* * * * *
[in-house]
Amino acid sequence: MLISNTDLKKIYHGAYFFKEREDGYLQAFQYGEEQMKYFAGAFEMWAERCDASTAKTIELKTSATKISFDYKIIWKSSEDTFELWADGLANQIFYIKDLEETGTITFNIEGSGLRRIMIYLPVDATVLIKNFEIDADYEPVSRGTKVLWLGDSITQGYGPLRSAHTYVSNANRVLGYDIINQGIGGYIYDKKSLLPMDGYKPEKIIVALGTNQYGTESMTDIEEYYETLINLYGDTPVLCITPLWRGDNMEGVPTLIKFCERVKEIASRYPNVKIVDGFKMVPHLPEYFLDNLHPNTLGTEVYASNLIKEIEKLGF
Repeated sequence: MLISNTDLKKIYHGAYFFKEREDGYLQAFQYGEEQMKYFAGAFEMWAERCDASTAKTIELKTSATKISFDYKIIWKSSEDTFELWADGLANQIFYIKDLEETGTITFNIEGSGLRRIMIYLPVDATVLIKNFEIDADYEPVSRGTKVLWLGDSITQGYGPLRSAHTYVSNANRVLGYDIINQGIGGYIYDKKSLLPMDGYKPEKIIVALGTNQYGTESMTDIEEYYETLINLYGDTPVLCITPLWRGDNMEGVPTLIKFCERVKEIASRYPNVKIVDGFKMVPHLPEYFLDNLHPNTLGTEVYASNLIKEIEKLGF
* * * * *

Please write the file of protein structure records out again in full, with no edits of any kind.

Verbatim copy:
[in-house]
Amino acid sequence: MLISNTDLKKIYHGAYFFKEREDGYLQAFQYGEEQMKYFAGAFEMWAERCDASTAKTIELKTSATKISFDYKIIWKSSEDTFELWADGLANQIFYIKDLEETGTITFNIEGSGLRRIMIYLPVDATVLIKNFEIDADYEPVSRGTKVLWLGDSITQGYGPLRSAHTYVSNANRVLGYDIINQGIGGYIYDKKSLLPMDGYKPEKIIVALGTNQYGTESMTDIEEYYETLINLYGDTPVLCITPLWRGDNMEGVPTLIKFCERVKEIASRYPNVKIVDGFKMVPHLPEYFLDNLHPNTLGTEVYASNLIKEIEKLGF
Repeated sequence: MLISNTDLKKIYHGAYFFKEREDGYLQAFQYGEEQMKYFAGAFEMWAERCDASTAKTIELKTSATKISFDYKIIWKSSEDTFELWADGLANQIFYIKDLEETGTITFNIEGSGLRRIMIYLPVDATVLIKNFEIDADYEPVSRGTKVLWLGDSITQGYGPLRSAHTYVSNANRVLGYDIINQGIGGYIYDKKSLLPMDGYKPEKIIVALGTNQYGTESMTDIEEYYETLINLYGDTPVLCITPLWRGDNMEGVPTLIKFCERVKEIASRYPNVKIVDGFKMVPHLPEYFLDNLHPNTLGTEVYASNLIKEIEKLGF